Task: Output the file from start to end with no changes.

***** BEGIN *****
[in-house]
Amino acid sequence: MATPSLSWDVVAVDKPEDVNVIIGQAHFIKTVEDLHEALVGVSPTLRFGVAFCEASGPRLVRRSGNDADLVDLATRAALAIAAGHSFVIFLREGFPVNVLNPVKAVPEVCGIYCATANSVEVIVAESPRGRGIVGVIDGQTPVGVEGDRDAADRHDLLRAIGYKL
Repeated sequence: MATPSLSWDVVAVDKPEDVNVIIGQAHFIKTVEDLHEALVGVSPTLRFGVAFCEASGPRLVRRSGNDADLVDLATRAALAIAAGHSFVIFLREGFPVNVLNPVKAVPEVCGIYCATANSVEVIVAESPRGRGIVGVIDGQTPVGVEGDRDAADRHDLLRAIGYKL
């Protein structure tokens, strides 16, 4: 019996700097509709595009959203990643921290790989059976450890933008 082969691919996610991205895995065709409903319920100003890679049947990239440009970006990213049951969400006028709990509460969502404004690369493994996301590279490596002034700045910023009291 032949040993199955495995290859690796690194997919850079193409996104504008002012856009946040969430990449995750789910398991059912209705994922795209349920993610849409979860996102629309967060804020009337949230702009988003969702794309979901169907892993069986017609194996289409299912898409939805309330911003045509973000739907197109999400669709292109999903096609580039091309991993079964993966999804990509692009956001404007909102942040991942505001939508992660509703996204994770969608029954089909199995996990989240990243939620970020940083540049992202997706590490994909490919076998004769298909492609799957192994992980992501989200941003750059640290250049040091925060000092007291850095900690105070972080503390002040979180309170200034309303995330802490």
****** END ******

[in-house]
Amino acid sequence: MATPSLSWDVVAVDKPEDVNVIIGQAHFIKTVEDLHEALVGVSPTLRFGVAFCEASGPRLVRRSGNDADLVDLATRAALAIAAGHSFVIFLREGFPVNVLNPVKAVPEVCGIYCATANSVEVIVAESPRGRGIVGVIDGQTPVGVEGDRDAADRHDLLRAIGYKL
Repeated sequence: MATPSLSWDVVAVDKPEDVNVIIGQAHFIKTVEDLHEALVGVSPTLRFGVAFCEASGPRLVRRSGNDADLVDLATRAALAIAAGHSFVIFLREGFPVNVLNPVKAVPEVCGIYCATANSVEVIVAESPRGRGIVGVIDGQTPVGVEGDRDAADRHDLLRAIGYKL
């Protein structure tokens, strides 16, 4: 019996700097509709595009959203990643921290790989059976450890933008 082969691919996610991205895995065709409903319920100003890679049947990239440009970006990213049951969400006028709990509460969502404004690369493994996301590279490596002034700045910023009291 032949040993199955495995290859690796690194997919850079193409996104504008002012856009946040969430990449995750789910398991059912209705994922795209349920993610849409979860996102629309967060804020009337949230702009988003969702794309979901169907892993069986017609194996289409299912898409939805309330911003045509973000739907197109999400669709292109999903096609580039091309991993079964993966999804990509692009956001404007909102942040991942505001939508992660509703996204994770969608029954089909199995996990989240990243939620970020940083540049992202997706590490994909490919076998004769298909492609799957192994992980992501989200941003750059640290250049040091925060000092007291850095900690105070972080503390002040979180309170200034309303995330802490």